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Aviation Meteorology

Microscale meteorology and atmospheric hazards

Rev. 37b — page content was last changed 2 July 2011
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Microscale meteorology pertains to atmospheric phenomena that last only minutes or hours rather than days, and cover distances of metres and kilometres, rather than hundreds of kilometres. These phenomena will not appear on synoptic charts and may not be mentioned in weather forecasts, but they are very significant to glider pilots as a source of beneficial atmospheric lift. On the other hand they may be a source of wind shear and major turbulence to all aircraft operating in the boundary layer. Some of these phenomena may also be classified as mesoscale systems.

Minor atmospheric turbulence continually disturbs aircraft flight, but a three-axis (rather than weight-shift controlled) aeroplane's stability system normally copes with such events without pilot intervention. However, there are some atmospheric phenomena that produce moderately to severely hazardous wind shear and turbulence events, depending — to some extent — on the height at which they are encountered and how they are encountered. Such events may result in temporary loss of control or even structural damage, particularly in very light aircraft. Paragliders and powered parachutes require fairly smooth air for normal operations.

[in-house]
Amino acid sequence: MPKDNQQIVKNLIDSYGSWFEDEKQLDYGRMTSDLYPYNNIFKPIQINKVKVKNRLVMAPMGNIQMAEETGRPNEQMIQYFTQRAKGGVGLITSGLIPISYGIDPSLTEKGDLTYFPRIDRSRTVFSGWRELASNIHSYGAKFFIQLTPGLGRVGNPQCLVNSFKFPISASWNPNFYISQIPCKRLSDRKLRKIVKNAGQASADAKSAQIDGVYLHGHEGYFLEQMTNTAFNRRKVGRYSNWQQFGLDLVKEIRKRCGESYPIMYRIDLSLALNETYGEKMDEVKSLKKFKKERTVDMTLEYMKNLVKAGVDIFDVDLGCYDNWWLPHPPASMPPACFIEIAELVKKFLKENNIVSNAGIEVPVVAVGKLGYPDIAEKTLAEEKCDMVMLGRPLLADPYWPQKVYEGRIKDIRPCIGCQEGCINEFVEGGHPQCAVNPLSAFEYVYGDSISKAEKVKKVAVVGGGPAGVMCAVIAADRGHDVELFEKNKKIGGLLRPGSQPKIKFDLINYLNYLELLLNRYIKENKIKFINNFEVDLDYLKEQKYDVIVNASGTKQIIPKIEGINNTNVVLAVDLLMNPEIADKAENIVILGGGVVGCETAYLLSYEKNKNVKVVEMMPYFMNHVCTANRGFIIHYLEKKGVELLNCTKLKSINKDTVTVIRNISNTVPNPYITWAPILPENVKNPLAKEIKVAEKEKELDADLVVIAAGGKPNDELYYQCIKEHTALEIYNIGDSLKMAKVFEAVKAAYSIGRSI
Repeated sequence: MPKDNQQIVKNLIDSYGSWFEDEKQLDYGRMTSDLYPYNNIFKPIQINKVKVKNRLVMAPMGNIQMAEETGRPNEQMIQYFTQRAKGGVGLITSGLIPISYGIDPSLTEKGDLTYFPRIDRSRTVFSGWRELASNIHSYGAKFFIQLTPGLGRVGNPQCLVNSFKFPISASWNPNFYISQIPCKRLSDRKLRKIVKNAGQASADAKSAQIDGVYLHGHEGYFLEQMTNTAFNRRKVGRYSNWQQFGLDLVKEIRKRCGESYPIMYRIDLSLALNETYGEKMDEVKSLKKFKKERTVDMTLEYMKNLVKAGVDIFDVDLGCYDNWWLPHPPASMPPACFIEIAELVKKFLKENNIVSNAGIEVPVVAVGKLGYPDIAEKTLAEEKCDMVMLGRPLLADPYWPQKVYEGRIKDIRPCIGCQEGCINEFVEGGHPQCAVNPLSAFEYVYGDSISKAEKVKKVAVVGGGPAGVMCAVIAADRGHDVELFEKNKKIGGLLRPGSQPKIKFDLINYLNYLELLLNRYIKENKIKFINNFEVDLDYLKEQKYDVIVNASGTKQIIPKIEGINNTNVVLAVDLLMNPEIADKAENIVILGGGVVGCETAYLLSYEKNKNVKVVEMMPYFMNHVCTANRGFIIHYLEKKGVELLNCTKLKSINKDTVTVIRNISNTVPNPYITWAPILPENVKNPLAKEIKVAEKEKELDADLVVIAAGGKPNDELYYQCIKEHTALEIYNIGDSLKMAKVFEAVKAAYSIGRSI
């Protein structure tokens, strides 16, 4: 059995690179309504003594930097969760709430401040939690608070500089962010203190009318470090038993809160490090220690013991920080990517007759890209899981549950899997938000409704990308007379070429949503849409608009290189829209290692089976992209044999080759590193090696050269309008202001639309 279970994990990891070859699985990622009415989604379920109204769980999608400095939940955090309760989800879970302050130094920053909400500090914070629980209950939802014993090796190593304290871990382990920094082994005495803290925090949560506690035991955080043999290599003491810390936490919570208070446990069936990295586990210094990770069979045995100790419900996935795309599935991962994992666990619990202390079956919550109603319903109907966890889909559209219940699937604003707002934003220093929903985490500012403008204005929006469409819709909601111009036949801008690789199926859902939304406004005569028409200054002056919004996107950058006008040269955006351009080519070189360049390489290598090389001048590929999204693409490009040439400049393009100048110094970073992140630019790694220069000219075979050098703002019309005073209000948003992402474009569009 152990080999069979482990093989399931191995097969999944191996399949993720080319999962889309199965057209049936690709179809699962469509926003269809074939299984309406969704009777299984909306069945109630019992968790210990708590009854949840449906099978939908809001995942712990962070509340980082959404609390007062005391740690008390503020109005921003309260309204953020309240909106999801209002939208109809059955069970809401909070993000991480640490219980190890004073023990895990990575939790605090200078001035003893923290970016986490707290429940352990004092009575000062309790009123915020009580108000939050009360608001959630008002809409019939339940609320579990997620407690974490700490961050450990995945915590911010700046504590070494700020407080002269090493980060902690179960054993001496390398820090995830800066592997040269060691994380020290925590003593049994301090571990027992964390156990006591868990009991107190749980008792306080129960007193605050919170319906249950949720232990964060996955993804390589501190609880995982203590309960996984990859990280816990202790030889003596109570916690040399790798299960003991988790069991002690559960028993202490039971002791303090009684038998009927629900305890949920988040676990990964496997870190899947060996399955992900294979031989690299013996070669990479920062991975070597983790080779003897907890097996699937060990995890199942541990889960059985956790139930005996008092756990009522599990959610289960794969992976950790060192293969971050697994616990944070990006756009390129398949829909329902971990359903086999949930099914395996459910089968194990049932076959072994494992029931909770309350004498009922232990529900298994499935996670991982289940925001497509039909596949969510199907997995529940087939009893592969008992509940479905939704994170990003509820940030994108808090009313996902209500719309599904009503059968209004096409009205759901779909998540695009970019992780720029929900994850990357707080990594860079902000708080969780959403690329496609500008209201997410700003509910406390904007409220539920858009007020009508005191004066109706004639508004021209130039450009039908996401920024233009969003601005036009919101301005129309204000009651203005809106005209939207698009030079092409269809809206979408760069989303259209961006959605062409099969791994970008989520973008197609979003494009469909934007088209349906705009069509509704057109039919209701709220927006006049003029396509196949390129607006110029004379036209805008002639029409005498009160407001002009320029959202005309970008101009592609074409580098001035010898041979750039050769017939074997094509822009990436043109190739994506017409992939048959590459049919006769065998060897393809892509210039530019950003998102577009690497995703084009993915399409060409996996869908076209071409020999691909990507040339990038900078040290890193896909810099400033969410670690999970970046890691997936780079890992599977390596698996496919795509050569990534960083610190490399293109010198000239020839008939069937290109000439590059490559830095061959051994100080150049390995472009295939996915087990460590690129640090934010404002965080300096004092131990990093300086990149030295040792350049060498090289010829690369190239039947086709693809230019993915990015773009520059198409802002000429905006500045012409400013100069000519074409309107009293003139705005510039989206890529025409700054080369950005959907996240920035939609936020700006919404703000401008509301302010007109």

For an explanation of the effects of these phenomena on aircraft handling read the 'Wind shear and turbulence' module of the 'Decreasing your exposure to risk' guide.